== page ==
When I was pregnant with my daughter, I had the appetite of a million elephants. I indulged in all my favorite food. You can't finish that? Let me help you out. At the time, I was working close to Oakland Chinatown. That meant plenty of cheap and satisfying Vietnamese Sandwiches (Bánh Mì). Pregnant me didn't order just one sandwich. I usually ordered two and both were easily finished in one seating. After I was done, I would order another one, as a snack, for my grueling 15-minute waddle back to the office.
My favorite Bánh Mì? It was hands-down the roasted chicken sandwich (Bánh Mì Gà Nướng). Oh, how I love thee.
What makes the banh mi so delicious? Every banh mi starts off with a toasted French baguette. These are not your ordinary baguettes. You have to seek out these specialty baguettes at a Vietnamese deli or an Asian grocery store. When toasted, these baguettes are crispy on the outside yet magically airy and soft on the inside. Inside the baguette, you have chicken or duck liver pate, mayo, pickled daikon and carrots, fresh slices of cucumber, a few sprigs of cilantro, a couple slices of jalapenos and a squirt or two of Maggi seasoning soy sauce. It is these different textures and flavors that makes the Banh Mi so awesome. Plus, it's a taste of Vietnam that you can easily stuff in your purse.
The difference in the sandwich is the protein. My favorite is the grilled or roasted chicken as mentioned earlier but there are many more options. Other common banh mi sandwiches include grilled pork (thit nuong), grilled pork sausage (nem nuong), Vietnamese ham (cha lua), pork meatballs (xiu mai), head cheese (thit nguoi), bbq pork (thit xa xiu), and tofu (dau hu).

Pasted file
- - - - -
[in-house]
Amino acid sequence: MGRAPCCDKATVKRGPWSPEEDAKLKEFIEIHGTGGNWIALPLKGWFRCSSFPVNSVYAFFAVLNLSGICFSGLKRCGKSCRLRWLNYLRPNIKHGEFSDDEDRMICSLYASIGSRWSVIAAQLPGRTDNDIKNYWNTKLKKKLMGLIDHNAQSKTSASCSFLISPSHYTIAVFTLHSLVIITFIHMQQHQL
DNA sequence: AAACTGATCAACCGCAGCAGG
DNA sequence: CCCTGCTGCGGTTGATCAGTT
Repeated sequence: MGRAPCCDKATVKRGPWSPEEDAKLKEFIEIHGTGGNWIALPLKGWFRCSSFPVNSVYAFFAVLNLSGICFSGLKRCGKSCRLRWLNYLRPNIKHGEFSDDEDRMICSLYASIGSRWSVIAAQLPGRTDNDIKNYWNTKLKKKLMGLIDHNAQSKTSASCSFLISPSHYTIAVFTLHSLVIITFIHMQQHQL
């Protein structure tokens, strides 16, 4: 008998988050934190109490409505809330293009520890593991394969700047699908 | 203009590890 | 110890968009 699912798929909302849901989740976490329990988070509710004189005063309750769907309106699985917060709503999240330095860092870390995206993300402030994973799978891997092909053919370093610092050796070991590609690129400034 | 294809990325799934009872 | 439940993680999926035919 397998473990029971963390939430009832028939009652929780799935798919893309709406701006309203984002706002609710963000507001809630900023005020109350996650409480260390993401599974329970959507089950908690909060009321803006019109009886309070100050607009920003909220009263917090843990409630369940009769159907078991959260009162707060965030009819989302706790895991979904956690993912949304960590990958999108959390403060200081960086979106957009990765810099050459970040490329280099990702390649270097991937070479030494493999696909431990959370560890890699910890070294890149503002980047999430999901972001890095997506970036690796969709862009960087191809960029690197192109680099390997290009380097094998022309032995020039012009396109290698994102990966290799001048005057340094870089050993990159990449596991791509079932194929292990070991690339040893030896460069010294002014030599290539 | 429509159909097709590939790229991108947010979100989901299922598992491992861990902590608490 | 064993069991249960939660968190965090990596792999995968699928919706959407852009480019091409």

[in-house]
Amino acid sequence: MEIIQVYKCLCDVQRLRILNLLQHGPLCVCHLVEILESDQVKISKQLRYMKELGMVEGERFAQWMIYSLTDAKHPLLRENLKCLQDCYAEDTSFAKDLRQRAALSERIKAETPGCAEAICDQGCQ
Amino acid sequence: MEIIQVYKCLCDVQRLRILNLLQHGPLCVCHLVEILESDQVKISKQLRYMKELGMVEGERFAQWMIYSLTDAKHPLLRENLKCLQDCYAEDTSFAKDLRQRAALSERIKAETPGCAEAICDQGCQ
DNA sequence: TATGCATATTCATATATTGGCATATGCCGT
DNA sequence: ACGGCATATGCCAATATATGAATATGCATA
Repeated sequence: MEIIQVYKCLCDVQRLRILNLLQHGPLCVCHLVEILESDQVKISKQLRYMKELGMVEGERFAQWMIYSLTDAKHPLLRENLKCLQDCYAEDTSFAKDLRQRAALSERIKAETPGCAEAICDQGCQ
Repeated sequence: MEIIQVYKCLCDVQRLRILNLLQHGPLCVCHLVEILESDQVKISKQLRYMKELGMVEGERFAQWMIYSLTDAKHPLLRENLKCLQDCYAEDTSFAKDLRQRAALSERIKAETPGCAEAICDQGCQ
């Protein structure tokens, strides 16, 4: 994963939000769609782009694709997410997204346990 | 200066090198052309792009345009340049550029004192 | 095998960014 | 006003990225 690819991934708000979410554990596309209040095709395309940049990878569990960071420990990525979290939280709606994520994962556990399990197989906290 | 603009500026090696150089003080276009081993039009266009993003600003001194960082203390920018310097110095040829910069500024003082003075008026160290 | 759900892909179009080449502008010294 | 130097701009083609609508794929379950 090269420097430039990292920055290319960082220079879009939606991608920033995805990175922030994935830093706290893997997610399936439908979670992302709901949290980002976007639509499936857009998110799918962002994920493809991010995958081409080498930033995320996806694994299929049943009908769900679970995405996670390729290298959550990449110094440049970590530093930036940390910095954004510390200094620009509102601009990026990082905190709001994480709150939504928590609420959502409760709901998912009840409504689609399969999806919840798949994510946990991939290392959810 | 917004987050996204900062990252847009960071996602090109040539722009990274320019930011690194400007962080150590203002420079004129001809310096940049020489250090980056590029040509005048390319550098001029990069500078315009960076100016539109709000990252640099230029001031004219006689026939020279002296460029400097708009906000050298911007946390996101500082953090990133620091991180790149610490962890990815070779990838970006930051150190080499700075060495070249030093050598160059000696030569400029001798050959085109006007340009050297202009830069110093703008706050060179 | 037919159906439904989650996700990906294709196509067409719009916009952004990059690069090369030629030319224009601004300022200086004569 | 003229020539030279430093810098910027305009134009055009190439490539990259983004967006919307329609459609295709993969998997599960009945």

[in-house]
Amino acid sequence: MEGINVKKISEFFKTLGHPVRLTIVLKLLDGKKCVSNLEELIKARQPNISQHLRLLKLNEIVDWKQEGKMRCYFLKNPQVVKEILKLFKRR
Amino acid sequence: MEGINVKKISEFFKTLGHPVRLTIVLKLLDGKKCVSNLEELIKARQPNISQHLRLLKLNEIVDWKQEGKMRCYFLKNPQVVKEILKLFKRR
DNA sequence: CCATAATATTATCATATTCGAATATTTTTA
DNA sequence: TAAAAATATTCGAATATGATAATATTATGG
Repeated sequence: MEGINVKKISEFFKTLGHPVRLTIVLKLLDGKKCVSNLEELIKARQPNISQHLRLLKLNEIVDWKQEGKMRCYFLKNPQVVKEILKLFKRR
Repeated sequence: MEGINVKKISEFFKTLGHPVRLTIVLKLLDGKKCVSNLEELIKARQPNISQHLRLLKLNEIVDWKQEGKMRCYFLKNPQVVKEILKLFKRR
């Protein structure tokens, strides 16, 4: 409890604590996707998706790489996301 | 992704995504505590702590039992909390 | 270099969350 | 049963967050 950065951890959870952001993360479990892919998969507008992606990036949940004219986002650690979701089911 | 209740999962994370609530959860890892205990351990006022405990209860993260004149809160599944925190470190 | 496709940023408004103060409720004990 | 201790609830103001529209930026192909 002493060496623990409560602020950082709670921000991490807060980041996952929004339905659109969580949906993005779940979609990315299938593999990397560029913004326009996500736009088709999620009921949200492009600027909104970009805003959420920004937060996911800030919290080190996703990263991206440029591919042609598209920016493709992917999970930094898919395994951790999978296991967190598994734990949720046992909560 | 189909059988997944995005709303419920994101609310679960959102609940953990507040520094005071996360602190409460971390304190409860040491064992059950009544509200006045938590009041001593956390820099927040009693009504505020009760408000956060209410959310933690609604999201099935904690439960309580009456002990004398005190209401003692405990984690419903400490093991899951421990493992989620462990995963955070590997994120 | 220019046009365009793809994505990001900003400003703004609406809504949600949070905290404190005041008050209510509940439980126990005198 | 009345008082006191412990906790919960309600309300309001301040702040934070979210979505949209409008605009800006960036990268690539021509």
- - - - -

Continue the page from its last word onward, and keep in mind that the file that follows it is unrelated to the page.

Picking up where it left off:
I rarely make Banh Mi at home because I'm surrounded by so many Banh Mi shops. But not everyone is so lucky. For those who don't have access to Vietnamese sandwich shops, I hope you find the following recipe for the grilled Vietnamese chicken sandwich helpful. Enjoy!
Quick note: For my Banh Mi, I found that if I omit the liver pate (laziness), it doesn't taste quite right. You don't need a lot of it on a sandwich. A very thin smear is really all you want and need. Since I need so little, I don't make pate at home. I find just buying the small store-bought tin can is more than enough for about 8-10 sandwiches.
Vietnamese Grilled/Roasted Chicken Sandwich (Bánh Mì Gà Nướng)
Makes 8-10 sandwiches
8-10 6-inch baguettes (toast light until crispy)
Vietnamese Five-Spiced Roasted Chicken Recipe (remove bone and cut into long strips)
1-2 jalapenos (slice thinly)
1 bunch cilantro
1 large English cucumber (thinly slice length-wise)
Once you have all the ingredients in order, assemble the Bánh Mì: Spread a thin layer of mayo on one side of the baguette and a thin layer of liver pate on the other side. Add chicken, pickled daikon/carrot, jalapenos, a sprig or two of cilantro, a few slices of cucumbers and a quick drizzle of soy sauce. Bon appétit!